The single’s success led them to the studios to record an album. On March 9, 1979, they played the song “Overkill” on the Top of the Pops program in support of the single, which preceded the release of the LP Overkill, released on March 24. It was the band’s first album to enter the top 40 of the UK Albums Chart, reaching #24, with the single placing 39th on the UK Singles Chart. Months later, the band began work on their next album, Bomber, which reached position 12 in the UK. On December 1, it was followed by the single of the same name (“Bomber”), reaching #34 on the UK Singles Chart. This release’s European and UK tour featured the group Saxon as support. The stage of the shows featured a lighting rig with a spectacular bomber aeroplane as a decoration. The title track of Bomber was inspired by Len Deighton’s novel Bomber, which was a real-time chronicle of an RAF aerial bombing from the point of view of all concerned: from the RAF crews, the Luftwaffe, and the civilians on the ground.
They soon began to stand out on the rock scene, already bringing some songs that would become power-trio classics, such as ‘Overkill’, ‘Stay Clean’, ‘Damage Case’, ‘Metropolis’, ‘Bomber’, ‘Poison’ and ‘Stone Dead Forever.
During the ‘Bomber tour’, United Artists would jointly put tapes recorded during sessions at Rockfield Studios between 1975/76 and release them on the album On Parole, reaching #65 in English. The single “Ace of Spades” was released on October 27, 1980, as a preview of the Ace of Spades album, published on November 8. The single reached #15, and the album #4 in the UK charts, earning a Gold Certificate. The album has been described as “one of the best metal albums by any band of any era”.
The band achieved further chart success in 1981 with the release of the St. Valentine’s Day Massacre EP, in collaboration with Girlschool, reaching rank five on the UK Singles Chart in February; the live version of “Motörhead” debuted at #6 on the UK Singles Chart in July; and the album from which it was taken, No Sleep ’til Hammersmith, ended up number one in June. Between January 26 and 28, 1982, the trio began recording their independently produced single. On April 3, the single “Iron Fist” was unveiled, reaching #29 on the UK Singles Chart, followed by the full-length album Iron Fist, released on April 17, the sixth best-selling album in the UK in its debut week.
In 1982, original guitarist Fast Eddie left the band, being replaced by Brian Robertson (who had played with Thin Lizzy), who did not warm to the band due to the poor reception by fans (and for refusing to play some old tracks) being replaced by a guitar duo, Mick Wurzel and Phil Campbell
Original drummer Phil Taylor was also replaced by Pete Gill around the same time. Philty would be out of the band for a short time, returning soon after recording the classic Orgasmatron in 1986 (whose title track was re-recorded by Sepultura). With his original drummer, they would record the albums Rock ‘n’ Roll and 1916. On the 1916 tour, Philty again left the band, replaced by Mikkey Dee, drummer in King Diamond’s band.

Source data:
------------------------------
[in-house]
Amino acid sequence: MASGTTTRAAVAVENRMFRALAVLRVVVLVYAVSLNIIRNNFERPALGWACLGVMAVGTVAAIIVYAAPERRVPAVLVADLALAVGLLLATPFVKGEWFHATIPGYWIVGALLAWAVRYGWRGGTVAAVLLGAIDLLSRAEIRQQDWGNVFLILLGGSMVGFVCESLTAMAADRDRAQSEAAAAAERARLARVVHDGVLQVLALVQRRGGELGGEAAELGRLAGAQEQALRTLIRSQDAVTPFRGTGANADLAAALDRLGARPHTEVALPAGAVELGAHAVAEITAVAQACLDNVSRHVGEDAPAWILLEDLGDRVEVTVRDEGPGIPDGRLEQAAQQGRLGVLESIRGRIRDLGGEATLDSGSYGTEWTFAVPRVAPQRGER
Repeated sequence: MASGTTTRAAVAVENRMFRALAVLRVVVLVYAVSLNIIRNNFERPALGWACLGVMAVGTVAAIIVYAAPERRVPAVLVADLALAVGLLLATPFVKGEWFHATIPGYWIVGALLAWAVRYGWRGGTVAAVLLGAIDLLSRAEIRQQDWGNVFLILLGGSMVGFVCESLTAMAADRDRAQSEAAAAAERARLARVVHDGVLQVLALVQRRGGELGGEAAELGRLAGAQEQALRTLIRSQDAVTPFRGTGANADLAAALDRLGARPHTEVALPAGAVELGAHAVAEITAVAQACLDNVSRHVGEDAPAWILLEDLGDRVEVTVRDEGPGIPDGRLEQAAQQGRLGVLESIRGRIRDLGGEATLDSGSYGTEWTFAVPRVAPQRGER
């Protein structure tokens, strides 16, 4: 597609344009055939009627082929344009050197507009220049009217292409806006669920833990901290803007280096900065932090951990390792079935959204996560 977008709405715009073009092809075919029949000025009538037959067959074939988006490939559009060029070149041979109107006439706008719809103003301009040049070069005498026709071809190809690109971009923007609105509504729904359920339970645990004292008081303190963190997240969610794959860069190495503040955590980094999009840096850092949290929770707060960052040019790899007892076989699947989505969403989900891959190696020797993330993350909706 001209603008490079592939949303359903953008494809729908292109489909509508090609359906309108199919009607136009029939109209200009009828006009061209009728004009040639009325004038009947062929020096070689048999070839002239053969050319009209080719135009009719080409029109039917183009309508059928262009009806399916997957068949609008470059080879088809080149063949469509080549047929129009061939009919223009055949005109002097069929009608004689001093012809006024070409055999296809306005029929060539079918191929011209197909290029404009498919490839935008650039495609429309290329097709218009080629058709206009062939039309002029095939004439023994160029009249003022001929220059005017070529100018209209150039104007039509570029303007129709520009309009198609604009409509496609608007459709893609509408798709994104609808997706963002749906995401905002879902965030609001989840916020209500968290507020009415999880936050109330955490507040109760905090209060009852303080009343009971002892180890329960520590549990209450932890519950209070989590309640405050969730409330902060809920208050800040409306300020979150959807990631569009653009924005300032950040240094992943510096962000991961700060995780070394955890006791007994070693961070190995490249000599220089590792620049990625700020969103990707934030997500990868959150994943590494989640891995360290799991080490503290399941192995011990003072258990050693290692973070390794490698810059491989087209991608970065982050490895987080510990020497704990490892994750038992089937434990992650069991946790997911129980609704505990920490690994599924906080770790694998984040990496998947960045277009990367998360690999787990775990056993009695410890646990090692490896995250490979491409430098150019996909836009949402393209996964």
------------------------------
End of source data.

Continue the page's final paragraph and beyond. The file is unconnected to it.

In 1992, they released March ör Die, their biggest commercial success, with the participation of guitarist Slash (ex-Guns N’ Roses) in several songs and a partnership with Ozzy Osbourne in the song “Hellraiser” (also released by Ozzy in the album No More Tears), present in the game Grand Theft Auto San Andreas and widely broadcasted on radio and MTV.
After disagreements with Sony, they released Bastards (1993) on a small German label, with little success, as well as the following albums.
After the release of Sacrifice, guitarist Mick Wurzel left the band, which became a trio again.
The year 2000 marks Motörhead’s 25th anniversary with a concert at Brixton Academy, which became an album three years later. In 2004, the band recorded the album Inferno and went on tour in the UK in partnership with Sepultura. One year later, Motörhead won the Grammy for Best Metal Performance.
In the following years, Motörhead recorded three more albums: “Kiss of Death” (2006), “Better Motörhead Than Dead: Live at Hammersmith” (2007) and “Motörizer” (2008).
The band was present in the editions of Rock in Rio, Lisbon, on May 30, 2010, and in Rio de Janeiro on September 25, 2011.
As promised to the fans, in 2010, they returned to the studios and recorded the album The Wörld Is Yours. Before releasing their last album, they released 2013’s Aftershock. Their last studio album was titled Bad Magic and released in August 2015.
On December 28, 2015, the band’s bassist and vocalist, Lemmy, passed away due to various health problems, and the band ended.
“Ace of Spades”
The album that came out in October 1980 is considered by many as the apex, the best moment recorded by Motörhead, which captured the band at its peak. With this album, the band gained notoriety for the first time, appearing on the cover of the LP instead of the routine illustration, a fact that would be repeated only in 1996 with Overnight Sensation. Ace of Spades was recorded with the most requested producer of the time, Vic Maile. With all the success, the album became one of the greatest classics in the history of Heavy Metal, making Motörhead a big name in the metal scene.